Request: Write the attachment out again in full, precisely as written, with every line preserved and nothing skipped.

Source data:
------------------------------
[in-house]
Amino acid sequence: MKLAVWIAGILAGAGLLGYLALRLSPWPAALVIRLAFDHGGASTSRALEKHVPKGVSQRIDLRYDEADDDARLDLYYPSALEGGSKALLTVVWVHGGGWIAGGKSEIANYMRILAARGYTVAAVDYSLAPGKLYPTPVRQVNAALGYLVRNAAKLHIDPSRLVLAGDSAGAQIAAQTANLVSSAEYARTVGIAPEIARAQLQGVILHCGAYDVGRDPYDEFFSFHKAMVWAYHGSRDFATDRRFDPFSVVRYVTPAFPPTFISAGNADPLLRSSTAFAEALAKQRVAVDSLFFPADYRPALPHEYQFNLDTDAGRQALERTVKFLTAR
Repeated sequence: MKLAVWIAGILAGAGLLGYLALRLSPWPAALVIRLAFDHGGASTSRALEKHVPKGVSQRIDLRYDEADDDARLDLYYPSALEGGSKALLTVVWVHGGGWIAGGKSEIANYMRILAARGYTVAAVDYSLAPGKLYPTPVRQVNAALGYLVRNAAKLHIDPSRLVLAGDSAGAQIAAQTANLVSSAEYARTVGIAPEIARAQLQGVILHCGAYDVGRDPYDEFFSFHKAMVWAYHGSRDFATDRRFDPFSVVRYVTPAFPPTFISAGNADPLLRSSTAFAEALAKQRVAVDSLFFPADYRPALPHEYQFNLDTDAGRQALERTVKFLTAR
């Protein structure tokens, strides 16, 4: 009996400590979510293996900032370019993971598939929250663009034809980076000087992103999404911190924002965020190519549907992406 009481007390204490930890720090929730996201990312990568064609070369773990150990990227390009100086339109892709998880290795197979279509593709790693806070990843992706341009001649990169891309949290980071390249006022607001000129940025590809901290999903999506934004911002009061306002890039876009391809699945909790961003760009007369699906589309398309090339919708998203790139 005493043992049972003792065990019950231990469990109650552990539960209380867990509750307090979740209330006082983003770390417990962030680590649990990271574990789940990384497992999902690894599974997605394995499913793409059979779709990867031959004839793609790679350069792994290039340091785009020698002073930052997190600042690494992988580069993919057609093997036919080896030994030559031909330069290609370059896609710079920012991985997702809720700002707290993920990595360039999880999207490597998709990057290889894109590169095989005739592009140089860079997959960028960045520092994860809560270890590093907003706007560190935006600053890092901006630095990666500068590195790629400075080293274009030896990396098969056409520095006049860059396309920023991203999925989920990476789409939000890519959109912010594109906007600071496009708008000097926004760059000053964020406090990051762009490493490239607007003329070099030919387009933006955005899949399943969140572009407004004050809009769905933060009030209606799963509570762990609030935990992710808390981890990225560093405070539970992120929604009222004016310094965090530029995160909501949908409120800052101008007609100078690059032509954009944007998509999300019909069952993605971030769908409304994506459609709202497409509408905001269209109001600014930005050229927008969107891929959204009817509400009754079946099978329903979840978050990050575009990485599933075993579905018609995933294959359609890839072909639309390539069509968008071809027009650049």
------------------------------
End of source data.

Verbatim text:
[in-house]
Amino acid sequence: MKLAVWIAGILAGAGLLGYLALRLSPWPAALVIRLAFDHGGASTSRALEKHVPKGVSQRIDLRYDEADDDARLDLYYPSALEGGSKALLTVVWVHGGGWIAGGKSEIANYMRILAARGYTVAAVDYSLAPGKLYPTPVRQVNAALGYLVRNAAKLHIDPSRLVLAGDSAGAQIAAQTANLVSSAEYARTVGIAPEIARAQLQGVILHCGAYDVGRDPYDEFFSFHKAMVWAYHGSRDFATDRRFDPFSVVRYVTPAFPPTFISAGNADPLLRSSTAFAEALAKQRVAVDSLFFPADYRPALPHEYQFNLDTDAGRQALERTVKFLTAR
Repeated sequence: MKLAVWIAGILAGAGLLGYLALRLSPWPAALVIRLAFDHGGASTSRALEKHVPKGVSQRIDLRYDEADDDARLDLYYPSALEGGSKALLTVVWVHGGGWIAGGKSEIANYMRILAARGYTVAAVDYSLAPGKLYPTPVRQVNAALGYLVRNAAKLHIDPSRLVLAGDSAGAQIAAQTANLVSSAEYARTVGIAPEIARAQLQGVILHCGAYDVGRDPYDEFFSFHKAMVWAYHGSRDFATDRRFDPFSVVRYVTPAFPPTFISAGNADPLLRSSTAFAEALAKQRVAVDSLFFPADYRPALPHEYQFNLDTDAGRQALERTVKFLTAR
């Protein structure tokens, strides 16, 4: 009996400590979510293996900032370019993971598939929250663009034809980076000087992103999404911190924002965020190519549907992406 009481007390204490930890720090929730996201990312990568064609070369773990150990990227390009100086339109892709998880290795197979279509593709790693806070990843992706341009001649990169891309949290980071390249006022607001000129940025590809901290999903999506934004911002009061306002890039876009391809699945909790961003760009007369699906589309398309090339919708998203790139 005493043992049972003792065990019950231990469990109650552990539960209380867990509750307090979740209330006082983003770390417990962030680590649990990271574990789940990384497992999902690894599974997605394995499913793409059979779709990867031959004839793609790679350069792994290039340091785009020698002073930052997190600042690494992988580069993919057609093997036919080896030994030559031909330069290609370059896609710079920012991985997702809720700002707290993920990595360039999880999207490597998709990057290889894109590169095989005739592009140089860079997959960028960045520092994860809560270890590093907003706007560190935006600053890092901006630095990666500068590195790629400075080293274009030896990396098969056409520095006049860059396309920023991203999925989920990476789409939000890519959109912010594109906007600071496009708008000097926004760059000053964020406090990051762009490493490239607007003329070099030919387009933006955005899949399943969140572009407004004050809009769905933060009030209606799963509570762990609030935990992710808390981890990225560093405070539970992120929604009222004016310094965090530029995160909501949908409120800052101008007609100078690059032509954009944007998509999300019909069952993605971030769908409304994506459609709202497409509408905001269209109001600014930005050229927008969107891929959204009817509400009754079946099978329903979840978050990050575009990485599933075993579905018609995933294959359609890839072909639309390539069509968008071809027009650049």